In a pair of cases (Trout v. Commissioner, TC Summary Opinion 2015-66 and Podraza v. Commissioner, TC Summary Opinion 2015-67) the Tax Court applied the standard of “placed in service” to determine if the taxpayers in each case properly claimed a credit for purchase of an electric vehicle.
In both cases the taxpayers were racing to acquire a low speed electric car for which a credit could be claimed under IRC §30D as in effect at that time. The taxpayers needed to meet the requirements by December 31, 2009 because, as the Court noted:
After December 31, 2009, the definition of qualified motor vehicles would effectively exclude low-speed vehicles from eligibility for a PEVC. As a result, a taxpayer who intended to claim a PEVC for a low-speed electric vehicle must have been in compliance with the provisions of section 30D on or before December 31, 2009. [Trout v. Commissioner]
Of course the number of people racing to obtain these vehicles before the end of 2009 would not necessarily be fewer than the supply of available vehicles at that point—and it appears these taxpayers may have run into that problem.
In both cases the taxpayers ordered and submitted payment for an electric car before the end of 2009. Both received an acknowledgement of their order along with the vehicle identification number (VIN) of their specific vehicle and, by agreement, the title to the vehicle passed to the taxpayers. But in both cases the vehicle itself wasn’t delivered to the taxpayers until the summer of 2010.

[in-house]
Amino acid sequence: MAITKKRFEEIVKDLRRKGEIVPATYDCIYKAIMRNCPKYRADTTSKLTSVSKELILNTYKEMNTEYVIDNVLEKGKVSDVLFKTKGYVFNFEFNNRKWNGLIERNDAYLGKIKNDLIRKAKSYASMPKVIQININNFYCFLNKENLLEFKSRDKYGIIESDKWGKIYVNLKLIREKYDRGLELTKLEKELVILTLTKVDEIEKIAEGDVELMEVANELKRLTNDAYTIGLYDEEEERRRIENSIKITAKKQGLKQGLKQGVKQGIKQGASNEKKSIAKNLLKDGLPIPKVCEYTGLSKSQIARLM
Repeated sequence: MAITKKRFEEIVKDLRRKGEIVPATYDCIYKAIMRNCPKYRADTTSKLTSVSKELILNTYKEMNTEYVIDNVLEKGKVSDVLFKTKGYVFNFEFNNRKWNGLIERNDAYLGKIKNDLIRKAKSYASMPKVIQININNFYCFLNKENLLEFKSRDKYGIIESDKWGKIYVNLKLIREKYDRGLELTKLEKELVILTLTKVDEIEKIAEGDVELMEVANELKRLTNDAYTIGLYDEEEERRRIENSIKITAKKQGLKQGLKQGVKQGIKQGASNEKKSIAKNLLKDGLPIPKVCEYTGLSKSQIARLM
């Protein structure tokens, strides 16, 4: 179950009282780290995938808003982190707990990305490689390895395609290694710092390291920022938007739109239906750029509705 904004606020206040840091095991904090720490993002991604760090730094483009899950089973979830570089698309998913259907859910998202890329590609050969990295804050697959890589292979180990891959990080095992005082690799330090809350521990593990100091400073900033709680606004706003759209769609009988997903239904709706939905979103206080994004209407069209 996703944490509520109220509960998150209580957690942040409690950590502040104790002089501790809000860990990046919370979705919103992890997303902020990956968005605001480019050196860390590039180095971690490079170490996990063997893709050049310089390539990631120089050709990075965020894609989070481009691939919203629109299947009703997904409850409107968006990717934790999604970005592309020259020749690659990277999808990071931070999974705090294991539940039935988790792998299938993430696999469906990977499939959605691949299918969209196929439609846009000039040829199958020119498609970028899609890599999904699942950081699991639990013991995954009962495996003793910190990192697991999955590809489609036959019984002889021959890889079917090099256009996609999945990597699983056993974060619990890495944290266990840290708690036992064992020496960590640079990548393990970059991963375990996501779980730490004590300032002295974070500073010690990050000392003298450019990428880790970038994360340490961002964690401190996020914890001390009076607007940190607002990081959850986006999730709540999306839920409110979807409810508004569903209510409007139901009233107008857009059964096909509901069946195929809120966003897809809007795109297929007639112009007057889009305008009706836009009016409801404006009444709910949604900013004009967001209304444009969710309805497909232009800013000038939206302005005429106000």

The provision in the law provided that a credit was available if:
· The vehicle was acquired by the taxpayer on or before December 31, 2009 and
· Placed in service on or before that date
The IRS objected that while the taxpayers may have acquired the vehicles before that date, the vehicles were not placed in service until the taxpayers actually received them the following summer.
The Tax Court noted the following regarding the definition of “placed in service:”
Although "placed in service" is not explicitly defined for purposes of section 30D, other sections of the Code provide guidance. Section 38(a) provides a business credit against tax with respect to property in the first taxable year in which qualified property is placed in service by the taxpayer. See also sec. 1.46-3(d)(4)(i), Income Tax Regs. Property will be considered placed in service when it is in a condition or state of readiness and availability for a specifically assigned function. Id. subpara. (1)(ii); see also Consumers Power Co. v. Commissioner, 89 T.C. 710 (1987) (referring to investment credit for purposes of section 38(a)). [Trout v. Commissioner]
Looking at the issue, the Court found a real problem existed noting:
…[T]he terms and conditions expressly stated that the vehicle order would be submitted to the manufacturer after payment was received by Drive Electric. Although the actual date of production is unknown, petitioners received the finished vehicle on August 26, 2010. Consequently, the Court must find that the vehicle was not ready and available for full service to petitioners until August 26, 2010. Because the vehicle was not placed in service in 2009, petitioners are not eligible for a PEVC for that year. [Trout v. Commissioner]
So while it seems very likely that the vehicles did not exist at December 31, 2009, the Court also noted that mere existence would not be enough. As the Court noted in the Podraza opinion:
Petitioners have not offered evidence to show the vehicle was available for their use, much less fully manufactured. In fact, the vehicle was not delivered until June 8, 2010, making it impossible for the vehicle to be available for use until that date. Even if the Court were to assume the vehicle was fully manufactured and operational while awaiting shipment to petitioners, Brown and Noell tell us that the vehicle could not be considered placed in service unless and until the vehicle was readily available to serve its assigned function for petitioners' personal use on a regular basis.